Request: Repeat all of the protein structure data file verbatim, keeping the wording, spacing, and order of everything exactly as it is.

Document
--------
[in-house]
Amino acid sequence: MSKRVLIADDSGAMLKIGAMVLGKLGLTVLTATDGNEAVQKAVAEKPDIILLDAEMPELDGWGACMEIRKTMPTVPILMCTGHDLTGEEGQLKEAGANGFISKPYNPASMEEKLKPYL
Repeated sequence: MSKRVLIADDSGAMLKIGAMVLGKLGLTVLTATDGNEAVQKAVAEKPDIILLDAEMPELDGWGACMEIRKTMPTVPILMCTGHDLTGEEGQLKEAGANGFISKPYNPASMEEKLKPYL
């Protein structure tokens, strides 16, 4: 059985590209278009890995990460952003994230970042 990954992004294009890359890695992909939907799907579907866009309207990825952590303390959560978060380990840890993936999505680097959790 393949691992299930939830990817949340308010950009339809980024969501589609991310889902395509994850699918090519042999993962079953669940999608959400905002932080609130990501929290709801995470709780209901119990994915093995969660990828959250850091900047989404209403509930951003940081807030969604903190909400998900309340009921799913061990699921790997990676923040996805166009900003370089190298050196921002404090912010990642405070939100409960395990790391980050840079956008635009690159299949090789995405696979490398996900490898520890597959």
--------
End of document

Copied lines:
[in-house]
Amino acid sequence: MSKRVLIADDSGAMLKIGAMVLGKLGLTVLTATDGNEAVQKAVAEKPDIILLDAEMPELDGWGACMEIRKTMPTVPILMCTGHDLTGEEGQLKEAGANGFISKPYNPASMEEKLKPYL
Repeated sequence: MSKRVLIADDSGAMLKIGAMVLGKLGLTVLTATDGNEAVQKAVAEKPDIILLDAEMPELDGWGACMEIRKTMPTVPILMCTGHDLTGEEGQLKEAGANGFISKPYNPASMEEKLKPYL
């Protein structure tokens, strides 16, 4: 059985590209278009890995990460952003994230970042 990954992004294009890359890695992909939907799907579907866009309207990825952590303390959560978060380990840890993936999505680097959790 393949691992299930939830990817949340308010950009339809980024969501589609991310889902395509994850699918090519042999993962079953669940999608959400905002932080609130990501929290709801995470709780209901119990994915093995969660990828959250850091900047989404209403509930951003940081807030969604903190909400998900309340009921799913061990699921790997990676923040996805166009900003370089190298050196921002404090912010990642405070939100409960395990790391980050840079956008635009690159299949090789995405696979490398996900490898520890597959």